Third, and most importantly, by sending Mr. D’Agostino out to talk about these things, the Town Council are able to avoid the most important question for the public — why did they *want* to conceal the agenda of the meeting? Mr. D’Agostino says that if he had it to do over again, he’d tell them they couldn’t, but that’s really beside the point. Why hire this consultant in secret, create the report in secret, and then conceal from the public, and even members of the Town Council, that it was going to be presented? Why is the Town Council constantly trying to hide public business from the public?

    That’s why Judge McGuirl found these violations to be “willful and knowing.” The intent to hide the Town’s business from the public is clear. We as residents will need to watch more closely than ever if we have any hope of understanding what they’re doing, and we should bear in mind their intent to mislead and deceive us when we cast our votes this coming November.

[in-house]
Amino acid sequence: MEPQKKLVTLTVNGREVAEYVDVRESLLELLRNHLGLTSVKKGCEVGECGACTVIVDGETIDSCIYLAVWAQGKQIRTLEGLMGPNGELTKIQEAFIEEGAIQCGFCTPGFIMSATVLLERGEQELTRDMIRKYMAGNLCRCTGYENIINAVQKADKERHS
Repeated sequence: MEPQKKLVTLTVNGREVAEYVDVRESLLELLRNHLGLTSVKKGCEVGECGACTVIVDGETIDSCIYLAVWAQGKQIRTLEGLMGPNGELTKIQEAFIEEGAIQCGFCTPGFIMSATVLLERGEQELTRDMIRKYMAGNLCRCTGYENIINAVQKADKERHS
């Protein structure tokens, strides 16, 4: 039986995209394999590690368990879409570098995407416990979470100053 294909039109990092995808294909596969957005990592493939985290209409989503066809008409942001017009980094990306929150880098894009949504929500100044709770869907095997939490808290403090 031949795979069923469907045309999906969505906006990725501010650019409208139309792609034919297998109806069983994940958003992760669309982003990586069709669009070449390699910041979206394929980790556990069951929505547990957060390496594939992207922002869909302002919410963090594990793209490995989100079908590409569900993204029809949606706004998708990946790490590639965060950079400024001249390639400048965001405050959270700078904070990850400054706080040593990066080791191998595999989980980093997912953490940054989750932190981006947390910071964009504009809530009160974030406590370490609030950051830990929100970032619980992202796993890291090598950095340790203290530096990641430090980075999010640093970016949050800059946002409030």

Reply
  3. Donna Marie Horan

    I wonder if Mr. D’Agostino is familiar with the term ‘back peddling’, because this is certainly what he is attempting to do. Of course, he would ‘stand by’ the Council – after all he advises them! As to the August 28 meeting, there were many of us in the audience who were calling out ‘point of order’ and indicating that giving this report under the “Town Manager’s Report” agenda item was in violation of the OMA – myself included. How is it we knew this was wrong and the TC and solicitor did not? From this writer’s perspective, it certainly was a ‘willful and knowing’ violation of the OMA.

    Reply